Album Remarks & Appraisals:
On October 7th (September 2nd in Japan), Takuya Kuroda releases his fourth studio album on Concord Records. The album continues where his last record left off; a strong, genre-bending presence in the worlds of jazz, world and soul. The album features collaboration with the group Antibalas on the track "Think Twice."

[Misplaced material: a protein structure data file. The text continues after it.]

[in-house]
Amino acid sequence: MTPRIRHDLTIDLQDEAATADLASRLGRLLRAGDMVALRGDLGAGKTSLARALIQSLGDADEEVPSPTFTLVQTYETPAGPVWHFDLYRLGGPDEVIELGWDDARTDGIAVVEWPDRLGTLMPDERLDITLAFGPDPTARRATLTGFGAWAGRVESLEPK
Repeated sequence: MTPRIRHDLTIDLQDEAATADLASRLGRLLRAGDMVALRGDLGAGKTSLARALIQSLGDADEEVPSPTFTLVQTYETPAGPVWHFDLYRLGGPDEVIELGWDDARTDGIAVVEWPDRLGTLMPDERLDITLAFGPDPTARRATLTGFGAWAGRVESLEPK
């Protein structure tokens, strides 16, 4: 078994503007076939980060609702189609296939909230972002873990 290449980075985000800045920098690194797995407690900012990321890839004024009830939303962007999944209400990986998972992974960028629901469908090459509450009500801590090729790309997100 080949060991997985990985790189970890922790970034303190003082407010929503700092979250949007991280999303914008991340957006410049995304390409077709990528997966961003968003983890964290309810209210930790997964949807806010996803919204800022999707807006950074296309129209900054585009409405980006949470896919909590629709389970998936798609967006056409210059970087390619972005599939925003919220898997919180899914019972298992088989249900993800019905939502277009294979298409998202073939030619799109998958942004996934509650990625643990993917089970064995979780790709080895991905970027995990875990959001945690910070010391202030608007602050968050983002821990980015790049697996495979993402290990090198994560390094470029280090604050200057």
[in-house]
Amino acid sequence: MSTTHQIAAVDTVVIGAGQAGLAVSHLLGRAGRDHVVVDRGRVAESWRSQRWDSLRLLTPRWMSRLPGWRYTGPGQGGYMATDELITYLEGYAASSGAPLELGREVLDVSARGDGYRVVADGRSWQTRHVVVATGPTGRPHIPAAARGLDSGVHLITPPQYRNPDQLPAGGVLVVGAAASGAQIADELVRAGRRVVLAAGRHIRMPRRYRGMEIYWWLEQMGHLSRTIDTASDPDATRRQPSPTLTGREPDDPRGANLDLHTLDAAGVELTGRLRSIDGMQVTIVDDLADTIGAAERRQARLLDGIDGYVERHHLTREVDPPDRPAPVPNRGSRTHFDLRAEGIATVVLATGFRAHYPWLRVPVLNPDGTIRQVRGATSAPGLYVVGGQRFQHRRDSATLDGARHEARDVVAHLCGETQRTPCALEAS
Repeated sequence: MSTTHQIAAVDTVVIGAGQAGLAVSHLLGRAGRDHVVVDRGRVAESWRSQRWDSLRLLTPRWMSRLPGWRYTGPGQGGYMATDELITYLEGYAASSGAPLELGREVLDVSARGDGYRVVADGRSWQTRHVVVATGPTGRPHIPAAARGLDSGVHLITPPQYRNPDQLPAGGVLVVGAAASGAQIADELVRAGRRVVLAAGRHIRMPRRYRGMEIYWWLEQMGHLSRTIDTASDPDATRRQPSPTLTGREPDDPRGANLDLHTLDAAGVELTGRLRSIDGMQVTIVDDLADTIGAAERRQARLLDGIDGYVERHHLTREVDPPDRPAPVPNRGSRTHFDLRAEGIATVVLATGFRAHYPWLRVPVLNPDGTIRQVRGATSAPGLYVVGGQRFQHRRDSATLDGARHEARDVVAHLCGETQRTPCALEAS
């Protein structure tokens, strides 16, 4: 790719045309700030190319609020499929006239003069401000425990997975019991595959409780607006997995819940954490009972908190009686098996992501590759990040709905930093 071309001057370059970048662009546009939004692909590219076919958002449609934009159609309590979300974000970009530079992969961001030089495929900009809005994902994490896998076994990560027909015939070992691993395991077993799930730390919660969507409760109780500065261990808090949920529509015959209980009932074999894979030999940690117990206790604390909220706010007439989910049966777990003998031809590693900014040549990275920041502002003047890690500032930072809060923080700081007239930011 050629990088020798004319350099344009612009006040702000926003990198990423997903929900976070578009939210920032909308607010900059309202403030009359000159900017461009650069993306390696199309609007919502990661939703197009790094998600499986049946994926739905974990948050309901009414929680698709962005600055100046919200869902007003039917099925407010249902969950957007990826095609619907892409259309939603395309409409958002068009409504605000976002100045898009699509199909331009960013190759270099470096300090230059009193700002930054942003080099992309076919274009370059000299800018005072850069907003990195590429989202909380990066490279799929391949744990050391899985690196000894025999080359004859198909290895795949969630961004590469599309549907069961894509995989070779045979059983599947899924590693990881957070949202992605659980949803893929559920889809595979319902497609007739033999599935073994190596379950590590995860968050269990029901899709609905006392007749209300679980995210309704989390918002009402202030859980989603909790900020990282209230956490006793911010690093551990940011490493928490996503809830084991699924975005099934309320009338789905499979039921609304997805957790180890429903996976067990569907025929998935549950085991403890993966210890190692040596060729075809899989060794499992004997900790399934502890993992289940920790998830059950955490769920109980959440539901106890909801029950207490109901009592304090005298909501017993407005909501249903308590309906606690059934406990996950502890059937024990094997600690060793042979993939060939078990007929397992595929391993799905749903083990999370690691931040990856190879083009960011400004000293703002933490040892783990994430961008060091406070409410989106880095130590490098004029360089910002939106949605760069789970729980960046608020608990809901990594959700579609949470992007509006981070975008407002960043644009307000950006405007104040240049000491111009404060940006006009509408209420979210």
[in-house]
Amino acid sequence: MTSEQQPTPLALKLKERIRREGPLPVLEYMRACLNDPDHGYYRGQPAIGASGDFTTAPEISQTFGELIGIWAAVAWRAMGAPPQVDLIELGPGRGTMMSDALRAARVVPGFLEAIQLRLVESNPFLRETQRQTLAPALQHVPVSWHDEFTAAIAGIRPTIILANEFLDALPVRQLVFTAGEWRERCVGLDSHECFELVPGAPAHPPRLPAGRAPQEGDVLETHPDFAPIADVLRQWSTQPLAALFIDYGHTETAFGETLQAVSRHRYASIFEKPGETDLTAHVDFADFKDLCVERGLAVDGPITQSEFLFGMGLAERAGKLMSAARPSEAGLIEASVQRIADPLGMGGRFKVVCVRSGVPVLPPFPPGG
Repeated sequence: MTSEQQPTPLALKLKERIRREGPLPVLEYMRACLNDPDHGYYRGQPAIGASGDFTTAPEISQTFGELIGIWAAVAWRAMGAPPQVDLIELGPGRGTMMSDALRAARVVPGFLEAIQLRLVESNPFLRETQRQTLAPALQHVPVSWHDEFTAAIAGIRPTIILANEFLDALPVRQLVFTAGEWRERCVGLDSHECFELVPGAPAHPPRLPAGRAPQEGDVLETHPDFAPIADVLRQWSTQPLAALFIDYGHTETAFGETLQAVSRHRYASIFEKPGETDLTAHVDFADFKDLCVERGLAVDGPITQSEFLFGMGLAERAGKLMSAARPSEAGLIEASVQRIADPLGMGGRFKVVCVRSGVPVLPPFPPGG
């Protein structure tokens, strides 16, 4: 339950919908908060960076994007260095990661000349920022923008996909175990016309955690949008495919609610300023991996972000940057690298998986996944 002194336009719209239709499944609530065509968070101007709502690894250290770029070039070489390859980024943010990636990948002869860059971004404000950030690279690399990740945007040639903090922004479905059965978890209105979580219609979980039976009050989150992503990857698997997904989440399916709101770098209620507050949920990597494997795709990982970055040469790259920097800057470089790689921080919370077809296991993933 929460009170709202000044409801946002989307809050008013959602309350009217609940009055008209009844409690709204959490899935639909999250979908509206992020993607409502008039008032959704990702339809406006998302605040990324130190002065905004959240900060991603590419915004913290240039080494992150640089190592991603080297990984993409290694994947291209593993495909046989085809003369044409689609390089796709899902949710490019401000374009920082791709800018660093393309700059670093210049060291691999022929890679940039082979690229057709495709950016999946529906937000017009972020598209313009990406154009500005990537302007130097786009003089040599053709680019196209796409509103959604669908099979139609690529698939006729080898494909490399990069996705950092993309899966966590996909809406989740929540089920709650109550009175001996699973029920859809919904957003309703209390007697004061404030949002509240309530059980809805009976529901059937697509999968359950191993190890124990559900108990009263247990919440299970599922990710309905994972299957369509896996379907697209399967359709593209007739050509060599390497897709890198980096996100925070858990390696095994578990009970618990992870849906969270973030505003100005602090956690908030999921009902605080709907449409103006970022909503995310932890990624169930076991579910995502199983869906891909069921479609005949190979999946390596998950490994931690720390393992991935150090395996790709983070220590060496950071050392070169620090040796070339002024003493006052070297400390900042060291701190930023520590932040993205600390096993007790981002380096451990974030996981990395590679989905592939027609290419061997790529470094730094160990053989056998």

Takuya Kuroda's follow-up to his breakthrough 2014 album, Rising Son, 2016's colorful Zigzagger finds the trumpeter digging even deeper into his hip-hop and Afrobeat-influenced jazz sound. Whereas last time Kuroda benefitted from the production of one-time boss and collaborator/singer Jose James, here he mans the production chair himself. It's a bold, if natural choice for the Japan-born/New York-based performer and brings his journey from James' talented sideman to jazz star and captain of his own funk-jazz ship full-circle. Although steeped in acoustic jazz tradition, Kuroda (who studied at both Berklee and the New School) has gravitated toward more jam-oriented sounds in recent years. Blessed with a warm, robust trumpet sound and a knack for delivering lithe, soulful solos that bring to mind both Roy Hargrove and Hugh Masekela, Kuroda is truly a 21st century performer. Another shift from Rising Son is Kuroda's choice to use his longtime backing ensemble, featuring trombonist/vocalist Corey King, keyboardist Takeshi Ohbayashi, bassist Rashaan Carter, and drummer Adam Jackson. It's the same group that appeared on 2012's superb Six Aces, and lends this album a familiarity and interplay that only musicians who've played together for a long time have. Together, Kuroda and his band make a kinetic blend of harmonically rich jazz that's equal parts organic hip-hop, angular post-bop, and buoyant, rhythmically infectious Afro-beat. As if to reinforce the latter, Kuroda also brings on board longstanding New York Afro-beat ensemble Antibalas for the '90s trip-hop-meets-'70s Fela Kuti-sounding "Think Twice." Elsewhere, cuts like the title track, "R.S.B.D.," and "Actor" find Kuroda framing his searching trumpet lines in quivering R&B-style synths, laser-tone bass, and pulse-pounding beats pushed way to the front of the mix. Similarly, on tracks like the bass-heavy "No Sign" and the Maceo Parker-esque "Thirteen," he pulls the groove way back, underlining his hard funk aesthetic with puckered horn lines, loping drum beats, and shimmering wet keyboards. He even takes an inventive approach to jazz balladry, bringing to mind the '70s work of trumpeter Eddie Henderson on his fractured, languidly melodic "Little Words." As the title implies, with Zigzagger, Kuroda continues to push his distinctive jazz-funk explorations in ever more engaging and unexpected directions. ~ Matt Collar